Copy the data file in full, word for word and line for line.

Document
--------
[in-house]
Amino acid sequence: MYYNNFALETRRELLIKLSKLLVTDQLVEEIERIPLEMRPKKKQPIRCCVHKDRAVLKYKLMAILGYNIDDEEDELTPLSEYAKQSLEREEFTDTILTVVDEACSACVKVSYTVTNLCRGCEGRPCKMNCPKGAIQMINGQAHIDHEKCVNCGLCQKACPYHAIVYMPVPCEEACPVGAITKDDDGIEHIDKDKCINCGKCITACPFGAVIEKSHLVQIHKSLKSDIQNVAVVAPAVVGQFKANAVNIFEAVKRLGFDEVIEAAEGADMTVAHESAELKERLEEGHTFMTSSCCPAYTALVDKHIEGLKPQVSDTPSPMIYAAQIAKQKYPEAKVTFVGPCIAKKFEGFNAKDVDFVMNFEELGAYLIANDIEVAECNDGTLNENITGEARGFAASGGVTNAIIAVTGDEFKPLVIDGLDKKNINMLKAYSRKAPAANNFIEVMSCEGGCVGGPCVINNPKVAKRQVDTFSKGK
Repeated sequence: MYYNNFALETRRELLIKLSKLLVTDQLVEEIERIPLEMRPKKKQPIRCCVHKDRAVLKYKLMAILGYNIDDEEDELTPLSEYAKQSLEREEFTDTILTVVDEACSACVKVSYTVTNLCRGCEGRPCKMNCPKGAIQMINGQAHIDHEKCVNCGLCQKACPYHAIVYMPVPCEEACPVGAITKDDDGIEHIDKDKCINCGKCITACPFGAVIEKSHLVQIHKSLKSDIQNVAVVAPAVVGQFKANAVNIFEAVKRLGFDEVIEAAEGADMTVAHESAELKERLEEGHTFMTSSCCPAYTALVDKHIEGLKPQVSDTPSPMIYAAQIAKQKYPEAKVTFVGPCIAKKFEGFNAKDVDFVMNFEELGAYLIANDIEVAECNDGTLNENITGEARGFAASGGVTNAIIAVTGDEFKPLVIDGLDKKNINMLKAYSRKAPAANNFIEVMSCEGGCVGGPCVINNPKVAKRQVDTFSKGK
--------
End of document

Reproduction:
[in-house]
Amino acid sequence: MYYNNFALETRRELLIKLSKLLVTDQLVEEIERIPLEMRPKKKQPIRCCVHKDRAVLKYKLMAILGYNIDDEEDELTPLSEYAKQSLEREEFTDTILTVVDEACSACVKVSYTVTNLCRGCEGRPCKMNCPKGAIQMINGQAHIDHEKCVNCGLCQKACPYHAIVYMPVPCEEACPVGAITKDDDGIEHIDKDKCINCGKCITACPFGAVIEKSHLVQIHKSLKSDIQNVAVVAPAVVGQFKANAVNIFEAVKRLGFDEVIEAAEGADMTVAHESAELKERLEEGHTFMTSSCCPAYTALVDKHIEGLKPQVSDTPSPMIYAAQIAKQKYPEAKVTFVGPCIAKKFEGFNAKDVDFVMNFEELGAYLIANDIEVAECNDGTLNENITGEARGFAASGGVTNAIIAVTGDEFKPLVIDGLDKKNINMLKAYSRKAPAANNFIEVMSCEGGCVGGPCVINNPKVAKRQVDTFSKGK
Repeated sequence: MYYNNFALETRRELLIKLSKLLVTDQLVEEIERIPLEMRPKKKQPIRCCVHKDRAVLKYKLMAILGYNIDDEEDELTPLSEYAKQSLEREEFTDTILTVVDEACSACVKVSYTVTNLCRGCEGRPCKMNCPKGAIQMINGQAHIDHEKCVNCGLCQKACPYHAIVYMPVPCEEACPVGAITKDDDGIEHIDKDKCINCGKCITACPFGAVIEKSHLVQIHKSLKSDIQNVAVVAPAVVGQFKANAVNIFEAVKRLGFDEVIEAAEGADMTVAHESAELKERLEEGHTFMTSSCCPAYTALVDKHIEGLKPQVSDTPSPMIYAAQIAKQKYPEAKVTFVGPCIAKKFEGFNAKDVDFVMNFEELGAYLIANDIEVAECNDGTLNENITGEARGFAASGGVTNAIIAVTGDEFKPLVIDGLDKKNINMLKAYSRKAPAANNFIEVMSCEGGCVGGPCVINNPKVAKRQVDTFSKGK